Macallan's 'Edition Series' is marketed as an annual release designed to highlight both the distillery's use of a wide range of different cask types, as well as cross-industry partnerships with leading figures from the world of food and drinks. Edition No.1 oddly didn't highlight any particular collaboration, but Edition No.2 certainly makes sure we're aware of what's going on with some pretty heavy marketing. For this bottling, Macallan's Master Blender Bob Delgarno spent some time with the three Roca Brothers who run the famous El Cellar de Can Roca in Catalonia.
Today has a real Macallan focus to it. This evening I’m attending an SMWS + Macallan event where the Society will be presenting one of its oldest bottlings (it had to purchase it back from auction – ouch!) alongside it newest in the form of the controversial SMWS Vaults Collection. I’ll get back to you early next week with some musings on all this. The Macallan-fest continues into the weekend with the Whisky Show in London where the Edition No.3 is firmly in my sights, but likewise the distillery is bringing along a raft of its standard and rare expressions to present to a very eager crowd.
“What’s this? A review of Macallan Genesis?! What type of witchcraft are you practicing here? This bottle is for selling – it’ll earn you the price of second hand family car. It’s what? <gasp>. It’s open?! But, it’s for collectors to lovingly gaze at, safe in the knowledge that they own a consumer good deemed too valuable to actually consume. What do you mean he’s shared it out with all his mates? Do any of you know how much it was worth?” See, it turns out that ‘worth’ can be a very mutable concept, and when it comes to whisky, there are moments which fill my heart with the generosity that still exists across our community. It’s not what got me ‘in to’ whisky. But, it’s arguably what keeps me here.
When you visit Macallan’s website and check out the listing for their 18 year old, you’re greeted with a somewhat sparse page simply describing the bottle as ‘the iconic Macallan’ – nothing more, nothing less. To some, this may seem like a slightly courageous marketing move – surely there’s more to say about the whisky than this? No long-winded description? No barely believable back-story? Not even a hint of a golden eagle flying over the distillery? The reality of the Macallan 18 year old is that nowadays it has such cache (amongst certain profiles of whisky drinkers) that it pretty much sells itself.
Whilst I didn’t attend any Burn’s suppers last night, it seemed only right and proper to raise a toast to the poet all the same. I’m buying a lot more miniatures and samples these days – least of all, it’s a much more affordable method of exploring older or more prestigious bottlings – so I tucked into my small stash for something suitably worthy of the occasion and pulled out an older bottling of Macallan. It turned out that this seemingly innocuous 12 year old was going to be the most complicated whisky I’d have tried in many a months.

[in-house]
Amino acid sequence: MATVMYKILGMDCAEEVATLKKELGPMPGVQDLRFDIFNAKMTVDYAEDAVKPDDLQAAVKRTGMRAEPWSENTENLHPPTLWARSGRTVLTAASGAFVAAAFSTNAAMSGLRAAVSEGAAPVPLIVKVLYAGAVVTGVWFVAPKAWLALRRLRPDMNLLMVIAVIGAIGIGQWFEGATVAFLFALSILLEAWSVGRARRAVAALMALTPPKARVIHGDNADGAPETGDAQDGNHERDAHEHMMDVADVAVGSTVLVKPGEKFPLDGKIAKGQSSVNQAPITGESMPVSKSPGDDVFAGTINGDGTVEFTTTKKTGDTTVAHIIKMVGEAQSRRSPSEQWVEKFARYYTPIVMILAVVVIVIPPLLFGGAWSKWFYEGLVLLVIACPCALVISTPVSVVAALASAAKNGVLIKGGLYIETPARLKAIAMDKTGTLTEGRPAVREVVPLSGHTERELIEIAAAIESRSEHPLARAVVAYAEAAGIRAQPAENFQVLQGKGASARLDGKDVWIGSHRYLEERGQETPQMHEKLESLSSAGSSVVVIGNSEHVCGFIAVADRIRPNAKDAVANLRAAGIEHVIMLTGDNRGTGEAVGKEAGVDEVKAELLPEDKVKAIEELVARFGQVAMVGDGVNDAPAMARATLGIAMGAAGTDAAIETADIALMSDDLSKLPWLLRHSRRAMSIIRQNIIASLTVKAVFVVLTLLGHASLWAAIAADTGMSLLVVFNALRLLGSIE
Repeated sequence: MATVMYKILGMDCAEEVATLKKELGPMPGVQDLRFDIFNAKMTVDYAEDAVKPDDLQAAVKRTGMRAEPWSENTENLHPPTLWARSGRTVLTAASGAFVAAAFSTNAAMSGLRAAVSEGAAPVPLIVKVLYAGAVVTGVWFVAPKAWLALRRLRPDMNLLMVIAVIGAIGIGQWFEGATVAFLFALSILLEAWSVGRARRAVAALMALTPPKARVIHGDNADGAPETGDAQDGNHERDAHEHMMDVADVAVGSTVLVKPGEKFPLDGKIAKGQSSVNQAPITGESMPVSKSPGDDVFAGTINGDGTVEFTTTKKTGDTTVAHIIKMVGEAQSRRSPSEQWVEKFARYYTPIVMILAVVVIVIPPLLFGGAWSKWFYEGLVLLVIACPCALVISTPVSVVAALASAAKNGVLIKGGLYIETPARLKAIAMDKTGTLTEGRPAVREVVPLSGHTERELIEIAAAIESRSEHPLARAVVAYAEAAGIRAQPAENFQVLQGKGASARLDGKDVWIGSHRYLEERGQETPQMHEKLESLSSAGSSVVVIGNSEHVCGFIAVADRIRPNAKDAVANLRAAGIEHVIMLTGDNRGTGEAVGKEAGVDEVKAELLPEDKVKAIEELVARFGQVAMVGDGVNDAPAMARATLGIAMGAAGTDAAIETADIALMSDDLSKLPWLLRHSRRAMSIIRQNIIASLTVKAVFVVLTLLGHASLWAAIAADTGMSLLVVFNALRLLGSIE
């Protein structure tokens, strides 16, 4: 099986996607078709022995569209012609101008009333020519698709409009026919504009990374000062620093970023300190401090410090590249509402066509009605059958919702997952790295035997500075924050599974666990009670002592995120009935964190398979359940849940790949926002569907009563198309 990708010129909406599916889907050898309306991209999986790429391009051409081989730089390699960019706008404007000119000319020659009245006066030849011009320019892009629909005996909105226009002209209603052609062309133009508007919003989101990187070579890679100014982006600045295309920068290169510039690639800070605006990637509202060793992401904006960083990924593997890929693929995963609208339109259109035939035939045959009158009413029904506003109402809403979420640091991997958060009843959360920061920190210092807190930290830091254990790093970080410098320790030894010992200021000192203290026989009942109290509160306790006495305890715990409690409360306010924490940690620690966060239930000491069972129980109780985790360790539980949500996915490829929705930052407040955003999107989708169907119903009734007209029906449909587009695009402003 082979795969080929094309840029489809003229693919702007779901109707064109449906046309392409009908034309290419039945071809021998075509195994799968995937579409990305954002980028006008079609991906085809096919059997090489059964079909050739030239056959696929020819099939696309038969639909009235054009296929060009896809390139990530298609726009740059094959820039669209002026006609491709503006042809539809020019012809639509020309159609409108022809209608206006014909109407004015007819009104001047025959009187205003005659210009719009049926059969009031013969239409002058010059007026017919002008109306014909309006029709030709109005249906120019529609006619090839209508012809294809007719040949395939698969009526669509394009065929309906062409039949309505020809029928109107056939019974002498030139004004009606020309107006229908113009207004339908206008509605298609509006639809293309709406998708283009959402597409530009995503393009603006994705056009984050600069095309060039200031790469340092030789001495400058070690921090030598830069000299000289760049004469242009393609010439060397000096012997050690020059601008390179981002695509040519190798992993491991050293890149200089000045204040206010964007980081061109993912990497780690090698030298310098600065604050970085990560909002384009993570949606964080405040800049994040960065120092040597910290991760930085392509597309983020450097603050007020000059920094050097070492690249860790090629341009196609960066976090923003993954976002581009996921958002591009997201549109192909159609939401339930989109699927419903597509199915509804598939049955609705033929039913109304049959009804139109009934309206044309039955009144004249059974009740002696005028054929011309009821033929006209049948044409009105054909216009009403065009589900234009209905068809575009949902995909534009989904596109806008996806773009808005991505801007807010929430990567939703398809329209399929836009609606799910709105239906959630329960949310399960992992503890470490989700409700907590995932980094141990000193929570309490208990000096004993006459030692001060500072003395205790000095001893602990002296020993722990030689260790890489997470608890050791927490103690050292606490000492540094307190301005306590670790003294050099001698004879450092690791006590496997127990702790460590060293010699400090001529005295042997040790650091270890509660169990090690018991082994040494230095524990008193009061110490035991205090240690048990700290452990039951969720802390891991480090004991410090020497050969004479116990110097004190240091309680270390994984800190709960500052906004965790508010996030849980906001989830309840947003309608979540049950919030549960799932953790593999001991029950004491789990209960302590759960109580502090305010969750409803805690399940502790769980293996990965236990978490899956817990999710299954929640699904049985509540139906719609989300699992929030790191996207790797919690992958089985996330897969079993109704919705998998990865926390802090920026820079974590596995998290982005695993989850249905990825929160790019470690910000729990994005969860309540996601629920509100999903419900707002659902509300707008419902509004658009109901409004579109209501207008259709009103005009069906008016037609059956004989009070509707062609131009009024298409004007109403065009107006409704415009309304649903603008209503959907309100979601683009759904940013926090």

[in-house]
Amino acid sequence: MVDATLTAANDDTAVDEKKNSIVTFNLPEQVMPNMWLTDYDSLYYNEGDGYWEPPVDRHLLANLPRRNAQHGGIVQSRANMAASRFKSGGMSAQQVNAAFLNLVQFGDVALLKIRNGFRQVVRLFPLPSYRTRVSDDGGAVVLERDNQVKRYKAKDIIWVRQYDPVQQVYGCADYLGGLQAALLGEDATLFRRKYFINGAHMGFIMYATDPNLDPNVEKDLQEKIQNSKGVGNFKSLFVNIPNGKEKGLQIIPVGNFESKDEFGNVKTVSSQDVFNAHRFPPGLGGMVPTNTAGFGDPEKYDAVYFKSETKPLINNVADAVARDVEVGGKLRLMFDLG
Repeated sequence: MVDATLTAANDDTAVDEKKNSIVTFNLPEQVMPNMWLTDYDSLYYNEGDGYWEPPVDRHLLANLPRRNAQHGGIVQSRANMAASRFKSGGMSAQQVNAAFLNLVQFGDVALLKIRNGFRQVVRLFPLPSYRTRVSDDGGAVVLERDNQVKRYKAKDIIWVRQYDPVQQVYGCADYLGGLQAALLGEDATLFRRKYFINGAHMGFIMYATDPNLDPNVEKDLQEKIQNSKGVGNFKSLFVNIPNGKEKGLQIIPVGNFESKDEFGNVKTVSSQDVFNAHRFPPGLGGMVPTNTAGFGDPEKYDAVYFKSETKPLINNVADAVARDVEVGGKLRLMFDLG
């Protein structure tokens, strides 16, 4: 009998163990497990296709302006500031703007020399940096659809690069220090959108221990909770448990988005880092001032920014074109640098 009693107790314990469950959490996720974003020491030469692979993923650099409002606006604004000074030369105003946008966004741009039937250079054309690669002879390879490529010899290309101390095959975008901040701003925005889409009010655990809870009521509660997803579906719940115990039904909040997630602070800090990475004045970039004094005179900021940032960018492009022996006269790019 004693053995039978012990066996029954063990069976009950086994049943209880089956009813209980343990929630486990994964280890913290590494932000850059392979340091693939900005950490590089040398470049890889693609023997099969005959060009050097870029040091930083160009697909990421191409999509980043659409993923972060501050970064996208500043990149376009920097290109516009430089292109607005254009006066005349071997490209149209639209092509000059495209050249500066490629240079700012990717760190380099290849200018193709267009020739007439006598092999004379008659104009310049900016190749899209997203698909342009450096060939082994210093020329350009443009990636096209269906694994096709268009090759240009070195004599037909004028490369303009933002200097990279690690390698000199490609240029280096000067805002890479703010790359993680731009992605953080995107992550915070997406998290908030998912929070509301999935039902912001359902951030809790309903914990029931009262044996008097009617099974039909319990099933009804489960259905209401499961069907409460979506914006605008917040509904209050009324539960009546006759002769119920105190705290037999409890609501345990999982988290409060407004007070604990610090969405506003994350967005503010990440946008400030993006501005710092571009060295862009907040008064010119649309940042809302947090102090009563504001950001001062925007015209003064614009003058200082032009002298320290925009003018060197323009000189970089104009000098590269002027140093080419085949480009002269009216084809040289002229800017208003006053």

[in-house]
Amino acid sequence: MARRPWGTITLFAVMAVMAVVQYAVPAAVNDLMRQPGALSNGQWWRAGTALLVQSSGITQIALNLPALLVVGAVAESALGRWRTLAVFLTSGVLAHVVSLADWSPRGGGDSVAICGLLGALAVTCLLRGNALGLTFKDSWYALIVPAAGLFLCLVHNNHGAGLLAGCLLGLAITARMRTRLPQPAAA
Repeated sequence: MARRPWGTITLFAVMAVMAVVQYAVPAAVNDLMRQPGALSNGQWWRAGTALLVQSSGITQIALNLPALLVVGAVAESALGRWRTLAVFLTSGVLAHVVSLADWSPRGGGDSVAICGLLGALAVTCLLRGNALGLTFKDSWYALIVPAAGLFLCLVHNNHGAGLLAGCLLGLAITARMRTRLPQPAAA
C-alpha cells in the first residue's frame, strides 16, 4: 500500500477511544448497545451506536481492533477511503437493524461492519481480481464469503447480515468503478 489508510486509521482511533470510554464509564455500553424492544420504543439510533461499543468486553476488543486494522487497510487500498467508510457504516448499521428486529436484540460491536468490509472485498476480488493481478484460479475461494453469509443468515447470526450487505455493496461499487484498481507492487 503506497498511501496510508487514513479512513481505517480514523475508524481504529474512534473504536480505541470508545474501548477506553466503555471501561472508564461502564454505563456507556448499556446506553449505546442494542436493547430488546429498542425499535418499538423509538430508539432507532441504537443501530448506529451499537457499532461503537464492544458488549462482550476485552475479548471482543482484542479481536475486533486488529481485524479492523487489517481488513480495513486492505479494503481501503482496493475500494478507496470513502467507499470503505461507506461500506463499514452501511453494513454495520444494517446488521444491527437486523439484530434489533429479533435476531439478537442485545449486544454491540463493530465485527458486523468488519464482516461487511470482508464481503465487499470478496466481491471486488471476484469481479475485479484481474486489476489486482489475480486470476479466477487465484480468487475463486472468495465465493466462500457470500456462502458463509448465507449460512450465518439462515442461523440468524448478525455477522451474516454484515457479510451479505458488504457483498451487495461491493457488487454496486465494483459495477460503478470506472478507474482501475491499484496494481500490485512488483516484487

We’ll end the week with a little dig into The Dramble’s archives of dearly departed oddities – plucking out this 1987 Sherry Wood Macallan. Nowadays, sherry and Macallan are nigh on synonymous, however many official sherried bottlings (particularly those of an older age) now come with hefty price tags attached – such is world of one of the most recognisable, but collectible of single malts. But, fear not malt enthusiasts for once again independent bottlers have your corner, offering a wide variety of Macallans at prices which generally don’t require a second mortgage.
Another bottle from the procession of 10 year old Macallan’s that were vatted together then re-racked into a selection of different casks for some additional maturation. This month’s listed as a 1st ex-oloroso hogshead and regardless is guaranteed to sell out on impact no matter the profile or quality.
Macallan sans-sherry. This example being a 16 year old from a 1st fill ex-bourbon barrel, and a UK Society venue exclusive. Sweet & Spicy profile.
There’s been considerable change at the Scotch Malt Whisky Society over the past 12 months. Last week, the Society announced that, following member feedback, the ‘sample subscriber’ category (whereby non-members could purchase the Society’s bottles for a 30% surcharge) has been revoked. Cue dissatisfaction across the social web. Hark back to when the Society introduced said category and you might remember a similar level of grousing. Sometimes you have to wonder if the SMWS is damned whatever the do.
30 year old Macallan that’s was laid down in October 1988 and matured in a 1st fill ex-bourbon barrel. Interestingly categorised as Spicy & Sweet rather than Old & Dignified. It was priced at £995 at launch, which on the one hand might seem steep for a non-sherry cask Macallan. But, if you take a look around at the price of other IB Macallans of a similar age, you’ll find that most are clocking in at 50% - 100% more expensive.
The penultimate day of the Boutique-y Advent calendar brings out a well-aged Macallan for our delectations. Batch 10 of Boutique-y’s ongoing ‘curious’ exploration of the Speyside distillery comes in at 48.7% ABV, and has a lighter hue than most of the previous Boutique-y Macallan batches I’ve seen over the past couple of years, suggesting that we might not be heading down the enormously sherried style the distillery is famous for.
I do love when my post-box has something more exciting in it than bank statements or takeaway menus, so a recent care parcel of samples from knowledgeable whisky lover Alistair Mateer (@SpiritAndWood) more than brightened up my day. Included in the delivery was the The Maltman Secret Speyside 14 year – a whisky Alastair said “rocked his world” – effusive praise from Alastair always gets my attention, so this has quickly been parachuted into The Dramble’s tasting schedule for an immediate test drive.